Hanover, New Hampshire has a population of 11,000. It is 90 miles from Burlington, 120 from Boston, and 260 from New York. Undergraduate and graduate students at Dartmouth College have tremendous global learning opportunities, and, as an IGERT student, I have received enormous support for developing my less-conventional career goals in the policy arena. Still, Hanover is geographically distant from scientific and political hubs, and I do not regularly interact with the larger community of students and experts committed to ensuring a peaceful and sustainable future for the rapidly changing Arctic environment.
The Arctic is warming faster than anywhere on the planet, three times the global mean temperature change, in fact. Its changes are affecting human populations, ecosystems, and economic opportunities, and the Arctic Council provides the sole forum for solution development and consensus building. The Arctic is unique in being a region where climate changes are affecting resource availability, human health, cultural heritage, and governance across many national boundaries—and to the great interest of the rest of the globe. As US Public Affairs Officer Steven Labensky stated on the first day of the winter school, “the ramifications and solutions to challenges [faced by Arctic nations] fall also below the 66th parallel.” He saluted the decision to include observer nations in the Model Arctic Council.
I view the challenges faced and solutions developed by the Arctic states a mild harbinger of what is in store for the more politically volatile, more densely populated region of the Tibetan Plateau, where I also conduct research and ultimately hope to do diplomatic work. The Arctic Council – its procedures, its shortcomings, and its enormous successes – will serve to provide the world with a model for peaceful international dialogue and resolutions for collaborative adaptation and sustainable development.
In addition to learning about the history, procedures, and priorities of the Arctic Council, I left Arkhangelsk reflecting on two subjects I had not necessarily anticipated: first, the role of scientists in Arctic diplomacy and, second, what it means for America—and for an American—to be part of the larger Arctic community.
Circumpolar map showing 8 Arctic nations. (source: mapresources.com)
The Arctic Council formed in 1996, with the signing of the Ottawa Declaration, but its precursor began in 1991 with the Arctic Environmental Protection Strategy (AEPS). Although the AC now promotes coordination on issues ranging from health to economics to cultural preservation, it was exclusively environmental at its inception. Therefore, the work of earth and environmental scientists has always been of central interest and relevance to Council officials and ministers, and the AC’s working groups represent a closer formal and procedural tie between government leaders and scientists than I’ve been exposed to elsewhere.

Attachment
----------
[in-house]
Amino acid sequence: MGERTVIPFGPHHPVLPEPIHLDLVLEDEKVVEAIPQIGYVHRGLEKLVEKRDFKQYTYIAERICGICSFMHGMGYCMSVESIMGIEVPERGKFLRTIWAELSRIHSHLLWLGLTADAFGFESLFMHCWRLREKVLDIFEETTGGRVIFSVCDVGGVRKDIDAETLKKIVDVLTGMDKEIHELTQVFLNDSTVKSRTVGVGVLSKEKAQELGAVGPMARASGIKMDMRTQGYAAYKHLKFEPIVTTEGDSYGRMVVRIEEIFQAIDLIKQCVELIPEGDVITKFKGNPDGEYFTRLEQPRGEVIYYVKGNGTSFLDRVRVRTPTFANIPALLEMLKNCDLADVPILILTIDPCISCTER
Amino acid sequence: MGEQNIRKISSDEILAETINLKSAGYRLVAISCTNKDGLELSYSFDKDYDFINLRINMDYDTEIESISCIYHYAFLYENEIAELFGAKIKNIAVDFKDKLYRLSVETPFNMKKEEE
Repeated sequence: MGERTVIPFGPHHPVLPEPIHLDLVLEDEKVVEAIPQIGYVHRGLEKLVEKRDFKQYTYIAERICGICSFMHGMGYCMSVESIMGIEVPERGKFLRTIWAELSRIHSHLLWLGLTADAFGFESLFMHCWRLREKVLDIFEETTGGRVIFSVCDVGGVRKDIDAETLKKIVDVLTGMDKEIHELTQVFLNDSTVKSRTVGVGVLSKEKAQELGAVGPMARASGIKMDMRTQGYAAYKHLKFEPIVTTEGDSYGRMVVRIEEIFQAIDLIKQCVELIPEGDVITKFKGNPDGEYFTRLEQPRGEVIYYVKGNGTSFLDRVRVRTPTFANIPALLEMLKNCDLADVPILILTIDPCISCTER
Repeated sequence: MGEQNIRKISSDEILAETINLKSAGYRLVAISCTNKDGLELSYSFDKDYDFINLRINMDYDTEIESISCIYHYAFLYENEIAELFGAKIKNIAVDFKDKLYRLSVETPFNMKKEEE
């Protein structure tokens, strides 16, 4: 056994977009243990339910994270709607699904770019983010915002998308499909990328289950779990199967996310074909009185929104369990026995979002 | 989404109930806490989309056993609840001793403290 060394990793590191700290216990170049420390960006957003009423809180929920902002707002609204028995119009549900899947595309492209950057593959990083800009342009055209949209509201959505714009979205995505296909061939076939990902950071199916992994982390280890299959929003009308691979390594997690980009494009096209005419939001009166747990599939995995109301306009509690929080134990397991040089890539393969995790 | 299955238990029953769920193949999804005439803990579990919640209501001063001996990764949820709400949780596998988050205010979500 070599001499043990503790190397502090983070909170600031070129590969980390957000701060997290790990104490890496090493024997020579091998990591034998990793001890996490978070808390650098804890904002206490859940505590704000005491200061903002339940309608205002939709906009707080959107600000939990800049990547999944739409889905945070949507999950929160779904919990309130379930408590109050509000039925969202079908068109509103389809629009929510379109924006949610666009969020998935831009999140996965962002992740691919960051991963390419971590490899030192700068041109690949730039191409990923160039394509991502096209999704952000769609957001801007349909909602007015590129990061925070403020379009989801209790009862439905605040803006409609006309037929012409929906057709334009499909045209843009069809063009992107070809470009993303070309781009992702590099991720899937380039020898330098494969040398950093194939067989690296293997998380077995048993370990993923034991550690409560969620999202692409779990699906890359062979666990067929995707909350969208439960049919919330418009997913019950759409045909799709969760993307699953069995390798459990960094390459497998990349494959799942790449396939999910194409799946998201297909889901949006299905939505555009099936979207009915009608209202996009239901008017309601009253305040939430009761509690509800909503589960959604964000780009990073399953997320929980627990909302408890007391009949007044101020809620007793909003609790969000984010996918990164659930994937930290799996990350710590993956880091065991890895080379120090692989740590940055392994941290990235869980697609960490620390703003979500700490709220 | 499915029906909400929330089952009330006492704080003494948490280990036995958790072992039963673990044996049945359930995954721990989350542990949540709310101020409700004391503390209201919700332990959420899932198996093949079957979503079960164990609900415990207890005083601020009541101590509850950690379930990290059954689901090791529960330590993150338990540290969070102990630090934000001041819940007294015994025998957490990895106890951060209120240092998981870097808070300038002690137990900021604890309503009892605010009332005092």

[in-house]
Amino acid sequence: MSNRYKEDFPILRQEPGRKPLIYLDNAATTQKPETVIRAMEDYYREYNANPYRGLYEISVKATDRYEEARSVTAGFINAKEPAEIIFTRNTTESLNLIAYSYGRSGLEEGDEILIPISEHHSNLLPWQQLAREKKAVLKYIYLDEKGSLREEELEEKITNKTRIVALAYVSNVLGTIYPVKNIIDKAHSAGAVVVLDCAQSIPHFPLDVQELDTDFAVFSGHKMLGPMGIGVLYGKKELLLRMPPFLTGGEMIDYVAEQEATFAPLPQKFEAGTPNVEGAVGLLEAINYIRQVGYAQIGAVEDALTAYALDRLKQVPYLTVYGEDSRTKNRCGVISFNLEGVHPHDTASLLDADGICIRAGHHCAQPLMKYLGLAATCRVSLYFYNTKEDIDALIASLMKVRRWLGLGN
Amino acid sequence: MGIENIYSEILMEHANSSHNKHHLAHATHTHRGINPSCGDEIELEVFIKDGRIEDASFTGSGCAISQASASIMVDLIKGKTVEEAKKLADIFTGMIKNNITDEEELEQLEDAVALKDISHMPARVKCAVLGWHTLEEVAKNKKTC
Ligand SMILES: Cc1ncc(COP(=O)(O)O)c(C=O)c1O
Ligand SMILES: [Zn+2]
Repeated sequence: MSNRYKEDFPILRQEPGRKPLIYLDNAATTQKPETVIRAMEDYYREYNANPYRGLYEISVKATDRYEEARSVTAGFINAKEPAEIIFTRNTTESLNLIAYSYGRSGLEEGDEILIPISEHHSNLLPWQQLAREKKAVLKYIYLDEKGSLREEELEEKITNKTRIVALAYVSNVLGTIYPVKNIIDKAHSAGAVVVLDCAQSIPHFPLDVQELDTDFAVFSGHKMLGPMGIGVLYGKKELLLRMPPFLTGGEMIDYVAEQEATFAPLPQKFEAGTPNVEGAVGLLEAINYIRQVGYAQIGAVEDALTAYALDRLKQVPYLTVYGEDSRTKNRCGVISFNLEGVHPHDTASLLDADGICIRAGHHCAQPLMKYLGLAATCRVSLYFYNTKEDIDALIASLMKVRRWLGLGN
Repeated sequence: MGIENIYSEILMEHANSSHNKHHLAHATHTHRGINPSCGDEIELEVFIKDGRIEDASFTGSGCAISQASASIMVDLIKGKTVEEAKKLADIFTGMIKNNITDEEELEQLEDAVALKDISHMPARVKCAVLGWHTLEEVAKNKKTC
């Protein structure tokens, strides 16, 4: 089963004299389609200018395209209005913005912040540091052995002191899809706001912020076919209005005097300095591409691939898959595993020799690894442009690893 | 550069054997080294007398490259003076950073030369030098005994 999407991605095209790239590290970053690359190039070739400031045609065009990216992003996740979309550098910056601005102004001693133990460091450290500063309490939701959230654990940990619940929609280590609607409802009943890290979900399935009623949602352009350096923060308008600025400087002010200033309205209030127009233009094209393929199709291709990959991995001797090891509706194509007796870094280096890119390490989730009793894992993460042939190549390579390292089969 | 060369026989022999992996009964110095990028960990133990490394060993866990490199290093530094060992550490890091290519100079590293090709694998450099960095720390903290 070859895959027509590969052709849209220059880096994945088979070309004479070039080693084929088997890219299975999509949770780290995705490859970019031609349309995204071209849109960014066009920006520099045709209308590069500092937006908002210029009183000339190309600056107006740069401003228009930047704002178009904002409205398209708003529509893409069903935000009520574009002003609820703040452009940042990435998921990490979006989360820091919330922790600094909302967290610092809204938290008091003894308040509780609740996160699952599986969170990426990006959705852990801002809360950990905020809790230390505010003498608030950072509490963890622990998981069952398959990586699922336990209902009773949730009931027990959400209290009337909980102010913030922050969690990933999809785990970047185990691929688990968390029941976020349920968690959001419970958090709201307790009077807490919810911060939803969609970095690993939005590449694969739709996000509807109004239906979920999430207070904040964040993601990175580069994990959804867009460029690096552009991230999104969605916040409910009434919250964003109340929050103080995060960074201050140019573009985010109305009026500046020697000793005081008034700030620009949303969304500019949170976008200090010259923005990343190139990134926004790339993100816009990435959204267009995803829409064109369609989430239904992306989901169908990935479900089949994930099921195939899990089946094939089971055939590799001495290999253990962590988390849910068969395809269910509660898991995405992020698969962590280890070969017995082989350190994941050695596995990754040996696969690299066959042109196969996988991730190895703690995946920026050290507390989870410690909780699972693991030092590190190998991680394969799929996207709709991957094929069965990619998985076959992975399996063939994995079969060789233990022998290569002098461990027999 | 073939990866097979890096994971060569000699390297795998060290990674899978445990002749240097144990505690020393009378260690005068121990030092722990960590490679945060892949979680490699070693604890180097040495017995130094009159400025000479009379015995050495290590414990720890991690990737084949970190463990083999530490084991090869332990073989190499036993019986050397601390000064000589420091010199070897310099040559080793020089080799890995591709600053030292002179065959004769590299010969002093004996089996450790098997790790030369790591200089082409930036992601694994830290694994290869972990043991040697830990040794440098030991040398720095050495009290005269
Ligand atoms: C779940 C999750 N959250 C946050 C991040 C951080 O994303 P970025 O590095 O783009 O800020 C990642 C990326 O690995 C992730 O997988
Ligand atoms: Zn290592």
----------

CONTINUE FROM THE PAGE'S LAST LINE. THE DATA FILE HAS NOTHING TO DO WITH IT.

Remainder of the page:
The Arctic Council’s working groups provide a pathway for soliciting and implementing science; however, much of the responsibility still lies with the scientists. A group that is balancing many interests, considerations, and priorities may not be able to seek out every aspect of relevant scientific work, particularly if it is not easily and readily accessible. What I’ve heard my adviser call “loading dock science” is a luxury that climate and Arctic scientists can no longer afford. We cannot conduct our work in a vacuum, publish it, and expect someone else to communicate it and advocate for its consideration in policy decisions. Nor can we continue to speak an arcane language only our scientific colleagues understand. It is not uncommon for an Arctic Council member to say to a scientist, “You’re speaking English but I don’t understand what you’re saying,” according to Prof. Douglas Nord who has attended several AC meetings over the last two decades. Scientists are not permitted to make official policy recommendations to the AC, but it is their responsibility to communicate results, their relevancy, and their implications clearly to ensure that decisions are made with consideration of accurate and up-to-date scientific knowledge.